Susanne Vernon, whose Queen and Her Knight mosaic sculpture commissioned by the city of Gulfport is one of the new art installations in Clymer Park, plans to open the gallery with her husband August Vernon in November.
The gallery will be among the few stand-alone art venues in Gulfport, marking the beginning of the revival of Beach Boulevard’s art district.
In mid-October, the gallery needed just a few touches, including the handicap ramp and garden work. A human-size mosaic sculpture will be installed in front for a glimpse of art inside. One day in November, the couple says, the doors will quietly open for visitors; a grand opening, they said, would take place much later.
November marks the anniversary of the Vernons’ move to Beach Drive from South Carolina, where they had galleries and Susanne Vernon conducted workshops in mosaic art. They saw their house while on vacation and “fell in love with it,” she says, making an offer within a week.
“This place just seemed to fit us perfectly, so… here we are,” Vernon says. “We like this quaint little neighborhood that reminded us of being in Key West. We like the proximity to the water, not just the bay and the Gulf beaches. Fort De Soto is gorgeous. You know, when you’re there, you can be anywhere in the world; it’s beautiful there.”
They also like the weather here, says Vernon, although she is nervous about hurricanes.
When they moved, the house “was in need of some love,” according to Vernon. They painted the walls, raised the ceilings, installed lights and remodeled windows and doors. The gallery, where other artists will also be displayed, now separates her and her husband’s art spaces to keep the carving dust away from his paintings.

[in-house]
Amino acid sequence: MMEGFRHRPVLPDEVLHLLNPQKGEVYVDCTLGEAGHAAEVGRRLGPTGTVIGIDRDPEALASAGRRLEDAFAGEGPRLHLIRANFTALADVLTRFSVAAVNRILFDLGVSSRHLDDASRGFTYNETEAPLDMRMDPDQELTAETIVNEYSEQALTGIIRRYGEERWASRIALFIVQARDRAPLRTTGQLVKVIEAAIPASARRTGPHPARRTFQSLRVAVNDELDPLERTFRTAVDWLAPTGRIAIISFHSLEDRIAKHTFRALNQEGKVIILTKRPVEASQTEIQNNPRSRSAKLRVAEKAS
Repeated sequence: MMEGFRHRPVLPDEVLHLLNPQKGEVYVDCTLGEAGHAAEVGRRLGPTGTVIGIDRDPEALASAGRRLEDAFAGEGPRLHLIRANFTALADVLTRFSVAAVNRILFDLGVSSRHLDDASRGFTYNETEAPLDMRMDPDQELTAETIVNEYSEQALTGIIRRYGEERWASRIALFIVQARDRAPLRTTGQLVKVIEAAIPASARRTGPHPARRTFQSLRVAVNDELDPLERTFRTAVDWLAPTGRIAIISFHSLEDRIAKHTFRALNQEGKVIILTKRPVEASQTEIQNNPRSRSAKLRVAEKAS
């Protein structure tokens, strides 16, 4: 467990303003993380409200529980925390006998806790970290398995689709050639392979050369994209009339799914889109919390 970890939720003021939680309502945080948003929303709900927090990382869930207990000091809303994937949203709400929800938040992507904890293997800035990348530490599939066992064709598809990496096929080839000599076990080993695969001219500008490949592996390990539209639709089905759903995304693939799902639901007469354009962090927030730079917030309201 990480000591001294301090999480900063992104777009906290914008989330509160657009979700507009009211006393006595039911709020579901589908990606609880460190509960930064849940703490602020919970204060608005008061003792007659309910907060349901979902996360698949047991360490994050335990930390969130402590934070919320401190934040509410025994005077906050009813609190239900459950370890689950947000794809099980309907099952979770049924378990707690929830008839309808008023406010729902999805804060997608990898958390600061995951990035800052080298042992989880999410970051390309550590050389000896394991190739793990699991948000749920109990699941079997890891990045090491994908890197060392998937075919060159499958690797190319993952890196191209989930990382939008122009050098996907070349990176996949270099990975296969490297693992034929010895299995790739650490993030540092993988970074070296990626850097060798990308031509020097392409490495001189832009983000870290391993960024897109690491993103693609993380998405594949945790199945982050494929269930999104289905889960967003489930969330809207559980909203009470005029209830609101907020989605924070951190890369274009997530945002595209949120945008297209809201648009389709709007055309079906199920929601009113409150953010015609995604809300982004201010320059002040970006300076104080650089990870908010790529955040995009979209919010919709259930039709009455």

Susanne Vernon’s vision for the fine art gallery is “to attract not just the people who live in our neighborhood, but also people in Florida or in the United States, people who travel from other countries. I think we’d like to be a destination that people are coming to from other places, specifically seeking us out here because what we have is something they want.”
Vernon shifted into mosaics nine years ago, she says. Previously a painter, she assisted August with murals, and he was the first who picked up tiles, inspiring her transition.
Now, Vernon gets inspiration from beauty, she says. “It could be nature or it could be a dish, or it could be another artist’s work that I see. I keep myself informed in my own medium.”